A Writer`s Style

A Writer’s Style
Is defined by using Figurative
Language and Literary Devices
What is Style?
The way you walk
The way your friend dresses
A person’s style is created by how he/she does something.
To determine a writer’s style, look at
the way he/she uses language.
Realistic dialogue
Lighthearted tone
Short, conversational sentences
Comical, main characters
Every writer has a style. Some styles are easier to
recognize than others.
A writer’s style comes from the
choices he/she makes when putting
words on a page.
• Long word vs. short word?
• Simple sentence or complex sentence?
Figurative Language:
Language used as part of a writer’s style
Example: She was a beautiful flower.
Common figures of speech writers use:
• Metaphor-comparing two unlike things
without using a specific word of comparison
• Simile-comparing two unlike things using a
word of comparison (like, as, or than)
• Personification-giving human or lifelike
qualities to non-human things.
• Idiom-using an expression that means
something different from the literal meaning
of the words.
Compare two unlike objects using words of
comparison, such as like, as, or than.
Example: Jose was brave as a lion.
(Jose is being compared to a lion).
Compare two unlike things directly, without using
words of comparison.
Example: Brittany is a delicate rose.
(Brittany is being compared to a rose).
Gives human or life like qualities or
characteristics to non-human things.
Example: The leaves raced to the ground.
Expressions that mean something different
from the literal meaning of the words.
Example: He let the cat out of the bag.
(To tell secret information).
Literary Devices
To determine a writer’s style,
look at his/her use of literary
devices. Authors use this
technique to produce a certain effect.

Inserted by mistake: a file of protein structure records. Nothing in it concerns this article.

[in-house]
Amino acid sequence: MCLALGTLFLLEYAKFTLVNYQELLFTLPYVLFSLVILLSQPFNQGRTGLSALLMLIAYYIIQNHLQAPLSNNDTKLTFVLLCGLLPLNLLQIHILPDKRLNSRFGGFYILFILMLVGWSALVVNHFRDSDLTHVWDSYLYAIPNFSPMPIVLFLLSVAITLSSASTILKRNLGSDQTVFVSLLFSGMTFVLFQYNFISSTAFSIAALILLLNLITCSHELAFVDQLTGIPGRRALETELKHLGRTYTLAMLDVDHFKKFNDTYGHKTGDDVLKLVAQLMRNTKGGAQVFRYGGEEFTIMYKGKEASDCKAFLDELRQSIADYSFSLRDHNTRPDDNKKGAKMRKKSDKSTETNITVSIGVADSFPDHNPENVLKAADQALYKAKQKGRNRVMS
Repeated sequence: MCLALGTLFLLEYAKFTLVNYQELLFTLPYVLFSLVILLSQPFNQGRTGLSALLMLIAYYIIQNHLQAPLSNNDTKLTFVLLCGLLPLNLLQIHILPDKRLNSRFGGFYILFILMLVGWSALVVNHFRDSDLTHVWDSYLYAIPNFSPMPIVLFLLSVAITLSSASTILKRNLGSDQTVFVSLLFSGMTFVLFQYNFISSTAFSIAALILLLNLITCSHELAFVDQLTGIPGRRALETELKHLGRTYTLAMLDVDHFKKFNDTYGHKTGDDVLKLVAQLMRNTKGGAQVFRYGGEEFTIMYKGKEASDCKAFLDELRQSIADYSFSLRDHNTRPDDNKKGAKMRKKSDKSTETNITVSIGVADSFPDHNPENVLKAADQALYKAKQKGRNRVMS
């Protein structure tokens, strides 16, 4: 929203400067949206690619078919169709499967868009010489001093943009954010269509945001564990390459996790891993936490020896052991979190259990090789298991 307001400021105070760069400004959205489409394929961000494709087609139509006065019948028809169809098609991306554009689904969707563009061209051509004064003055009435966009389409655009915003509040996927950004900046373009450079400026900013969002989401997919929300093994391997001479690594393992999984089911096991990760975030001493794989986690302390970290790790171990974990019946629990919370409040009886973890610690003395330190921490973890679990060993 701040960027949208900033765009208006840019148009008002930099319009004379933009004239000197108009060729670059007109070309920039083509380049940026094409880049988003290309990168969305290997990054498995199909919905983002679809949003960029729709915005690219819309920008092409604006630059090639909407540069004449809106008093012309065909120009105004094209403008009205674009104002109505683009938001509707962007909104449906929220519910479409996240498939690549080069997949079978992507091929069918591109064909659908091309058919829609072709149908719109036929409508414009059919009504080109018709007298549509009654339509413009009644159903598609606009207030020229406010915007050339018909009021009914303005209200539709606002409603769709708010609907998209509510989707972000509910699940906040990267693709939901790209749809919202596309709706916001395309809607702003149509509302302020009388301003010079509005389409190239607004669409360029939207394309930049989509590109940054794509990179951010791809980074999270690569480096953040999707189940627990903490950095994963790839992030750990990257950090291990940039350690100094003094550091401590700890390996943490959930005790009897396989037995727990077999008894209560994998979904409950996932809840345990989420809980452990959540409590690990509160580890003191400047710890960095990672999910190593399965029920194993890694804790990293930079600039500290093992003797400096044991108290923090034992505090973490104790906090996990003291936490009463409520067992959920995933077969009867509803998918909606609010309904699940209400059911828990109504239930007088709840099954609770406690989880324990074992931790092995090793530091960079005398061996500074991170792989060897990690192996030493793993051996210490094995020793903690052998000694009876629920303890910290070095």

Examples of literary devices include:
imagery, irony, symbolism, and dialect
Literary Devices: Imagery
Language used by writers that creates word
pictures and images by using sensory words
that appeal to our senses (seeing, hearing,
touching, tasking, and smelling).
Helps create pictures in your mind as you read.
“He fell down like an old tree falling down in a storm.”
The use of words that mean the opposite of
what you really think. There are three types of
• Verbal irony
• Situational irony
• Dramatic irony
Verbal Irony
This type of irony occurs when we say one
thing but mean another (sarcasm).
Example: “My favorite thing is homework!”
(True meaning: I don’t like homework at all)
Dramatic Irony
This is the contrast between what the
character thinks to be true and what the
reader knows to be true.
Situational Irony
It is the contrast (the opposite) between what
happens and what was expected.
Literary Devices: Symbolism
A character, an action, a setting, or an object
representing something else is a symbol.
Example: A dove symbolizes (stands for) peace.
Literary Devices: Dialect
A way of speaking, which is characteristic of a
certain place or group of people is dialect.
Example: “Howdy, y’all”
Writers use dialect to give clues about the
characters and settings in stories in order to bring
them to life.

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